McGovern Minutes

Doing brain research is hard. Explaining it in 60 seconds or less is even harder.

At the McGovern Institute, scientists from all over the world are studying how brain cells work, and how they come together to influence our thoughts, behaviors, and emotions. But research at the McGovern Institute is more than just neuroscience. It’s biology, math, tool-building, computer science, genetics, engineering, social science — even video-game programming.

Explore this page to meet a selection of young McGovern scientists who are using different tools to unlock the mystery of the brain. With only 60 seconds to communicate their work and inspire the next generation of STEM researchers, these scientists paint a compelling picture of brain research at MIT (in less time than it takes to brush their teeth).

Dana Boebinger studies the neural mechanisms of perception and in this video, she explains why our brains sometimes perceive color (and sound) differently.

As a teenager, Kian Caplan was diagnosed with ADHD, OCD, and Tourette syndrome. Today, he is on a quest to understand what makes his brain different — and to recruit other neurodiverse students to study the brain.

Jessica Chomik-Morales is a brain scientist and host of the Spanish neuroscience podcast Mi Ultima Neurona. By interviewing neuroscientists of different Hispanic origins, she hopes to inspire the next generation of Spanish-speaking scientists.

As a young child growing up in Mexico, Fernanda De La Torre crossed the border with her family because they imagined a better future for themselves in America. Now, she uses math to understand how the brain distinguishes imagination from reality.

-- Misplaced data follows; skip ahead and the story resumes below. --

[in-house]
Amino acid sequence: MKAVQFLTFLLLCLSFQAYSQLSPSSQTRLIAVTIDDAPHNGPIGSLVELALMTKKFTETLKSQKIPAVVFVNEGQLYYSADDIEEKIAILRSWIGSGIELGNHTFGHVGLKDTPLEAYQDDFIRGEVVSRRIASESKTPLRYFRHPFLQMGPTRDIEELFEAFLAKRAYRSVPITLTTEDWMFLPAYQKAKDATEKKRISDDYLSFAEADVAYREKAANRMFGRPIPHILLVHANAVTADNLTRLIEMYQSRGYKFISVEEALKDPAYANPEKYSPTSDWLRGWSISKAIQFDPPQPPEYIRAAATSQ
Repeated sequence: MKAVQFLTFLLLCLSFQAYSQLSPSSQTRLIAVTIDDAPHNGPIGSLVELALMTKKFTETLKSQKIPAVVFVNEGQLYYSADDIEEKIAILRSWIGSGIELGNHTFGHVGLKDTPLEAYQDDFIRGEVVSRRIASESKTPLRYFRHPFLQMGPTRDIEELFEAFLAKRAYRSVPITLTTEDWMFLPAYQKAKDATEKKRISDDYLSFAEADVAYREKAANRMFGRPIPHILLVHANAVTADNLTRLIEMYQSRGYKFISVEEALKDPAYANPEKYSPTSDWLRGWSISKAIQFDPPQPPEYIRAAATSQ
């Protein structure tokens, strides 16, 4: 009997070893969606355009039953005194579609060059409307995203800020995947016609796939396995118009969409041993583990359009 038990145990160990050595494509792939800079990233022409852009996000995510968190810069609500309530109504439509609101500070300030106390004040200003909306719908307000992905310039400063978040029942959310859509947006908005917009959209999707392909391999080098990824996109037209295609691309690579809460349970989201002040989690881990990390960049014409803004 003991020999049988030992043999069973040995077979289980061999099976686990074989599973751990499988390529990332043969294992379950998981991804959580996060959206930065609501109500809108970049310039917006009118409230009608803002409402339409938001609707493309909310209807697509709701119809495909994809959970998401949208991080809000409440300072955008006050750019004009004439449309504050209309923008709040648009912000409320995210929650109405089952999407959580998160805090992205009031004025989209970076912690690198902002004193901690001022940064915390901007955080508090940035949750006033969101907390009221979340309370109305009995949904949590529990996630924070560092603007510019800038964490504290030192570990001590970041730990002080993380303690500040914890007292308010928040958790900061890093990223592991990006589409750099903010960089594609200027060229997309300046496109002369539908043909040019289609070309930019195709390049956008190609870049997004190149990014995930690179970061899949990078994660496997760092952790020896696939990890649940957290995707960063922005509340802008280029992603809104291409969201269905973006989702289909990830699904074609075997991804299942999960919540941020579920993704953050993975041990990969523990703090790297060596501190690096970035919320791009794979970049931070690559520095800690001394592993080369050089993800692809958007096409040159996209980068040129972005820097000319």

Malik and Miles George are on a mission to spread science advocacy and diversity to students of all ages. The fraternal twins bring their signature style and infectious humor to this Minute, where they list the top five reasons to study the brain.

Each cell in our body contains six feet of DNA. Paul Reginato has developed a technology that allows researchers to untangle this bundle and read the letters of DNA inside the cell.

As a teenager, Omar Rutledge was a US infantry soldier in Iraq. Now, he wants to understand how trauma changes the brain, and he hopes to develop better treatments for people struggling with mental health.

Ashley Thomas has begun to unlock the mystery of babies’ brains using a very unusual tool: puppets. By observing how babies respond to puppets in various situations, Ashley shows us that babies understand a surprising amount about the social world around them.

Quique Toloza was obsessed with video games as a kid — so obsessed, he built a computer and programmed video games based on his own wild imagination. Now, he’s a physicist who builds computer models of the brain.

Tingting Zhou is repairing the abnormal genes and brain circuits linked to schizophrenia, with hopes of one day solving the mystery of this devastating disorder.